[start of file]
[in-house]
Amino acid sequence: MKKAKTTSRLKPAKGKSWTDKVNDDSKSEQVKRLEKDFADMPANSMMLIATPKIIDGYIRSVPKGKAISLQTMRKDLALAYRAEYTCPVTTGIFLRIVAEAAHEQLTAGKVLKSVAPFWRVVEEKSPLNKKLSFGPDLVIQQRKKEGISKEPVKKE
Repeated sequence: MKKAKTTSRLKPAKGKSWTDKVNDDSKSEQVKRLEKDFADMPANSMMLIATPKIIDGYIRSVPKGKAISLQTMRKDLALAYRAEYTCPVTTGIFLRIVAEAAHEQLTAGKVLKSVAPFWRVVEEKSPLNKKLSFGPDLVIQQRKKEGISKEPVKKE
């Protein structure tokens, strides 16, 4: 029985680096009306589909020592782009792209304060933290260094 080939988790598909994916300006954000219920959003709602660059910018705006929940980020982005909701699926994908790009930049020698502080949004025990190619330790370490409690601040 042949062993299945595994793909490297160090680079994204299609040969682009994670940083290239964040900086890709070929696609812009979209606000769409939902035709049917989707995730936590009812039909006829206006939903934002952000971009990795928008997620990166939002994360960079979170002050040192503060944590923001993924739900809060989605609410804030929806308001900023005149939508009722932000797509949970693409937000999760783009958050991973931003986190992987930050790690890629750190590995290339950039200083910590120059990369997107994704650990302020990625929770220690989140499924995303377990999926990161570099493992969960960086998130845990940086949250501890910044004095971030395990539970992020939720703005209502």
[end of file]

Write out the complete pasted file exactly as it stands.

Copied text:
[in-house]
Amino acid sequence: MKKAKTTSRLKPAKGKSWTDKVNDDSKSEQVKRLEKDFADMPANSMMLIATPKIIDGYIRSVPKGKAISLQTMRKDLALAYRAEYTCPVTTGIFLRIVAEAAHEQLTAGKVLKSVAPFWRVVEEKSPLNKKLSFGPDLVIQQRKKEGISKEPVKKE
Repeated sequence: MKKAKTTSRLKPAKGKSWTDKVNDDSKSEQVKRLEKDFADMPANSMMLIATPKIIDGYIRSVPKGKAISLQTMRKDLALAYRAEYTCPVTTGIFLRIVAEAAHEQLTAGKVLKSVAPFWRVVEEKSPLNKKLSFGPDLVIQQRKKEGISKEPVKKE
């Protein structure tokens, strides 16, 4: 029985680096009306589909020592782009792209304060933290260094 080939988790598909994916300006954000219920959003709602660059910018705006929940980020982005909701699926994908790009930049020698502080949004025990190619330790370490409690601040 042949062993299945595994793909490297160090680079994204299609040969682009994670940083290239964040900086890709070929696609812009979209606000769409939902035709049917989707995730936590009812039909006829206006939903934002952000971009990795928008997620990166939002994360960079979170002050040192503060944590923001993924739900809060989605609410804030929806308001900023005149939508009722932000797509949970693409937000999760783009958050991973931003986190992987930050790690890629750190590995290339950039200083910590120059990369997107994704650990302020990625929770220690989140499924995303377990999926990161570099493992969960960086998130845990940086949250501890910044004095971030395990539970992020939720703005209502």